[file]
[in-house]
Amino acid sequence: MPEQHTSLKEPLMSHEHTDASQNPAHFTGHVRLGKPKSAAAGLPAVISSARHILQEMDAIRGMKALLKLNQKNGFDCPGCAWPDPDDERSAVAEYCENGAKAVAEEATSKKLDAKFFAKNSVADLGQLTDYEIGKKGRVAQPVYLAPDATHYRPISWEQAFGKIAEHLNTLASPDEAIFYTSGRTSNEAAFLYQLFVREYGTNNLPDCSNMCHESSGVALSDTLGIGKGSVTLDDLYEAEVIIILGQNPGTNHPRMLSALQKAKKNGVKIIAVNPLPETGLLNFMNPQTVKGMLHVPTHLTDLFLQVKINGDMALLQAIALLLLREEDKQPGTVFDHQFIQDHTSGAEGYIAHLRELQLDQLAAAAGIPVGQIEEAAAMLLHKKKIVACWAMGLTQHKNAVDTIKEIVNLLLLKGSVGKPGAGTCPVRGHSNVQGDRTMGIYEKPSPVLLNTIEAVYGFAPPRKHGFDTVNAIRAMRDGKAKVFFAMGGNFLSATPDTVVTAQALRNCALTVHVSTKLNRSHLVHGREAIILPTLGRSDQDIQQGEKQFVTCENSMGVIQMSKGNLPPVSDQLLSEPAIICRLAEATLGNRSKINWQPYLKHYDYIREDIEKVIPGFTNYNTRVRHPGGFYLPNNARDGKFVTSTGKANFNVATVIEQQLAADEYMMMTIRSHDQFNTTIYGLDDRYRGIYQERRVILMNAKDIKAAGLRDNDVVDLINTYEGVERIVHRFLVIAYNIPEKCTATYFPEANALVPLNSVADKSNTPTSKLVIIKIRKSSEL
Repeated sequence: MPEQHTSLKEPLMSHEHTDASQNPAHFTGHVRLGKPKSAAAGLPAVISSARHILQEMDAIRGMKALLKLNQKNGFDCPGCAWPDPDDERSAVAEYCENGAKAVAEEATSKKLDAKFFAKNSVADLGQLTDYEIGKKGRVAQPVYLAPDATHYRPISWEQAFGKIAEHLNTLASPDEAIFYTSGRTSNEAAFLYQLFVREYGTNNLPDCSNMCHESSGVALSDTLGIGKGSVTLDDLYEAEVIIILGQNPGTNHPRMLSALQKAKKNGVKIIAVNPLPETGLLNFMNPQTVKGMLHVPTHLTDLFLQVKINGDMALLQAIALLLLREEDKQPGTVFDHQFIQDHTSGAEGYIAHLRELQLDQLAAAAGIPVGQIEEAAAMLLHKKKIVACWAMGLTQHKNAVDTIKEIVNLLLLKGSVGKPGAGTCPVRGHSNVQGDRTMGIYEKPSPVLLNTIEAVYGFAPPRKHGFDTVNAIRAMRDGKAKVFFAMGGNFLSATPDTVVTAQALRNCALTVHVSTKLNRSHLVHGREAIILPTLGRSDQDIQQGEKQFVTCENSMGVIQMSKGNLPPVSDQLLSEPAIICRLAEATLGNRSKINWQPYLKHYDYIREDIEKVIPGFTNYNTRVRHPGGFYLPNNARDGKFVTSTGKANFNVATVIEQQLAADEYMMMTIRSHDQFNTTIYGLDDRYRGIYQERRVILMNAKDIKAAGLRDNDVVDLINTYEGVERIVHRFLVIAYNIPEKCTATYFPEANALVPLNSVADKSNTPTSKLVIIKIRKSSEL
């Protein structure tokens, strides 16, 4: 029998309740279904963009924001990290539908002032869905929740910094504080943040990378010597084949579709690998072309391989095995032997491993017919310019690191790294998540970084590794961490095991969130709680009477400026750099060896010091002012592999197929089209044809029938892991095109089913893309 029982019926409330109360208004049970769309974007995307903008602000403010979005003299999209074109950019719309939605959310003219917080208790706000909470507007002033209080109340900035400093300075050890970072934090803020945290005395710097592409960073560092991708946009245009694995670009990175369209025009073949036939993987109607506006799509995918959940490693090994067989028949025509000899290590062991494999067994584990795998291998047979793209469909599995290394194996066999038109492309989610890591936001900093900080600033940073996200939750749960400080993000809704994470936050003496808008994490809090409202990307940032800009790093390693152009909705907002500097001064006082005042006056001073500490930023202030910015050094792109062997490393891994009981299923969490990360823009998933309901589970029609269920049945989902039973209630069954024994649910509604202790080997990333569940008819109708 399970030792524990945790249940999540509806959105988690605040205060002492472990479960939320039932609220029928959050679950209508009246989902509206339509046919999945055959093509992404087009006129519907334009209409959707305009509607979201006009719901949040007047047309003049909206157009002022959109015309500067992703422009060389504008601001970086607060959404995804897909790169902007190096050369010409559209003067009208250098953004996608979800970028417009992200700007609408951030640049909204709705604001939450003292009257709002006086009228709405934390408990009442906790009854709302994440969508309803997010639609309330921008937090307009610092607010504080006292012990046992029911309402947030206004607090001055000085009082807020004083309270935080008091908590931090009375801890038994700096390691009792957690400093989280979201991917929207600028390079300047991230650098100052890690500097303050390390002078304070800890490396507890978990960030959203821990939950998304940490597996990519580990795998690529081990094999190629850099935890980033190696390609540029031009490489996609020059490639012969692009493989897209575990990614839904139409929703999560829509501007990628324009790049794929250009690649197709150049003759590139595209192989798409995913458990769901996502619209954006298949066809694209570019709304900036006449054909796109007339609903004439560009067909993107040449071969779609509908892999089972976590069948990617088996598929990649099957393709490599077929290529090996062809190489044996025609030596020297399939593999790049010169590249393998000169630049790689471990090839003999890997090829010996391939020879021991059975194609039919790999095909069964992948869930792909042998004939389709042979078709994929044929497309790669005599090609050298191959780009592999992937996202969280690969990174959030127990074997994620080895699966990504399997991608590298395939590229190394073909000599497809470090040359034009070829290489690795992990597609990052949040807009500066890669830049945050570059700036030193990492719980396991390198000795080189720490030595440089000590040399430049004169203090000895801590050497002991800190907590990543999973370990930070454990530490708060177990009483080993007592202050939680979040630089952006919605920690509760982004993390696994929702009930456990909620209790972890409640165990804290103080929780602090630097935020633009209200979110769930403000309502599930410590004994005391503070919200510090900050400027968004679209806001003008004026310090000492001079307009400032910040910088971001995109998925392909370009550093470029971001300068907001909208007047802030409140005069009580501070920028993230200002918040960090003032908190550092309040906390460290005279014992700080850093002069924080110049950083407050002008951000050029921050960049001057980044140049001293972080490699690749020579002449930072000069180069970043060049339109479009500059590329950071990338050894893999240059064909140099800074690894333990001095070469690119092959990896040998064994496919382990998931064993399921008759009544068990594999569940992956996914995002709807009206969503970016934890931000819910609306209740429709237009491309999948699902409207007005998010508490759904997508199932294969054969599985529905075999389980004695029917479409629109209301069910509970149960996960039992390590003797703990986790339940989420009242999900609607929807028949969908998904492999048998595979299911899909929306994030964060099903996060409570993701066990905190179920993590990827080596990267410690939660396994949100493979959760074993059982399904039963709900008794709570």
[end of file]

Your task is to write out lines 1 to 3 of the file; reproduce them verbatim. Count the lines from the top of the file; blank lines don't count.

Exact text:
[in-house]
Amino acid sequence: MPEQHTSLKEPLMSHEHTDASQNPAHFTGHVRLGKPKSAAAGLPAVISSARHILQEMDAIRGMKALLKLNQKNGFDCPGCAWPDPDDERSAVAEYCENGAKAVAEEATSKKLDAKFFAKNSVADLGQLTDYEIGKKGRVAQPVYLAPDATHYRPISWEQAFGKIAEHLNTLASPDEAIFYTSGRTSNEAAFLYQLFVREYGTNNLPDCSNMCHESSGVALSDTLGIGKGSVTLDDLYEAEVIIILGQNPGTNHPRMLSALQKAKKNGVKIIAVNPLPETGLLNFMNPQTVKGMLHVPTHLTDLFLQVKINGDMALLQAIALLLLREEDKQPGTVFDHQFIQDHTSGAEGYIAHLRELQLDQLAAAAGIPVGQIEEAAAMLLHKKKIVACWAMGLTQHKNAVDTIKEIVNLLLLKGSVGKPGAGTCPVRGHSNVQGDRTMGIYEKPSPVLLNTIEAVYGFAPPRKHGFDTVNAIRAMRDGKAKVFFAMGGNFLSATPDTVVTAQALRNCALTVHVSTKLNRSHLVHGREAIILPTLGRSDQDIQQGEKQFVTCENSMGVIQMSKGNLPPVSDQLLSEPAIICRLAEATLGNRSKINWQPYLKHYDYIREDIEKVIPGFTNYNTRVRHPGGFYLPNNARDGKFVTSTGKANFNVATVIEQQLAADEYMMMTIRSHDQFNTTIYGLDDRYRGIYQERRVILMNAKDIKAAGLRDNDVVDLINTYEGVERIVHRFLVIAYNIPEKCTATYFPEANALVPLNSVADKSNTPTSKLVIIKIRKSSEL
Repeated sequence: MPEQHTSLKEPLMSHEHTDASQNPAHFTGHVRLGKPKSAAAGLPAVISSARHILQEMDAIRGMKALLKLNQKNGFDCPGCAWPDPDDERSAVAEYCENGAKAVAEEATSKKLDAKFFAKNSVADLGQLTDYEIGKKGRVAQPVYLAPDATHYRPISWEQAFGKIAEHLNTLASPDEAIFYTSGRTSNEAAFLYQLFVREYGTNNLPDCSNMCHESSGVALSDTLGIGKGSVTLDDLYEAEVIIILGQNPGTNHPRMLSALQKAKKNGVKIIAVNPLPETGLLNFMNPQTVKGMLHVPTHLTDLFLQVKINGDMALLQAIALLLLREEDKQPGTVFDHQFIQDHTSGAEGYIAHLRELQLDQLAAAAGIPVGQIEEAAAMLLHKKKIVACWAMGLTQHKNAVDTIKEIVNLLLLKGSVGKPGAGTCPVRGHSNVQGDRTMGIYEKPSPVLLNTIEAVYGFAPPRKHGFDTVNAIRAMRDGKAKVFFAMGGNFLSATPDTVVTAQALRNCALTVHVSTKLNRSHLVHGREAIILPTLGRSDQDIQQGEKQFVTCENSMGVIQMSKGNLPPVSDQLLSEPAIICRLAEATLGNRSKINWQPYLKHYDYIREDIEKVIPGFTNYNTRVRHPGGFYLPNNARDGKFVTSTGKANFNVATVIEQQLAADEYMMMTIRSHDQFNTTIYGLDDRYRGIYQERRVILMNAKDIKAAGLRDNDVVDLINTYEGVERIVHRFLVIAYNIPEKCTATYFPEANALVPLNSVADKSNTPTSKLVIIKIRKSSEL